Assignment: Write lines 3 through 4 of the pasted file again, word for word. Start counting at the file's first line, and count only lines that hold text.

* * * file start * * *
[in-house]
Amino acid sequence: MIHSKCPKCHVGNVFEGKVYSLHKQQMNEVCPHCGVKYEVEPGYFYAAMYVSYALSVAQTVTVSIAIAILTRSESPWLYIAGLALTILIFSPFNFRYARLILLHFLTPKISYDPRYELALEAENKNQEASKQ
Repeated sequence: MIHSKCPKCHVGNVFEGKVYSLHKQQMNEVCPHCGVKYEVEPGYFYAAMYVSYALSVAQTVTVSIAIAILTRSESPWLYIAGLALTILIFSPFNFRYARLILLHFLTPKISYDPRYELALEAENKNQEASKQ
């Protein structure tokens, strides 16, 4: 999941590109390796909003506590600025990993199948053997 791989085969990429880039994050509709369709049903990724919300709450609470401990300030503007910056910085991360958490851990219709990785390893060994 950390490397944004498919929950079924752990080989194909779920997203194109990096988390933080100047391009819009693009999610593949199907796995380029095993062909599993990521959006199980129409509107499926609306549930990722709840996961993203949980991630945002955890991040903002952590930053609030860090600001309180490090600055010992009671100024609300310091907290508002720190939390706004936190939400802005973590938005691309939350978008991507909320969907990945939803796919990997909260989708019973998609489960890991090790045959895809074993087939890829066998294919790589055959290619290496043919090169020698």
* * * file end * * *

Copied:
Repeated sequence: MIHSKCPKCHVGNVFEGKVYSLHKQQMNEVCPHCGVKYEVEPGYFYAAMYVSYALSVAQTVTVSIAIAILTRSESPWLYIAGLALTILIFSPFNFRYARLILLHFLTPKISYDPRYELALEAENKNQEASKQ
């Protein structure tokens, strides 16, 4: 999941590109390796909003506590600025990993199948053997 791989085969990429880039994050509709369709049903990724919300709450609470401990300030503007910056910085991360958490851990219709990785390893060994 950390490397944004498919929950079924752990080989194909779920997203194109990096988390933080100047391009819009693009999610593949199907796995380029095993062909599993990521959006199980129409509107499926609306549930990722709840996961993203949980991630945002955890991040903002952590930053609030860090600001309180490090600055010992009671100024609300310091907290508002720190939390706004936190939400802005973590938005691309939350978008991507909320969907990945939803796919990997909260989708019973998609489960890991090790045959895809074993087939890829066998294919790589055959290619290496043919090169020698």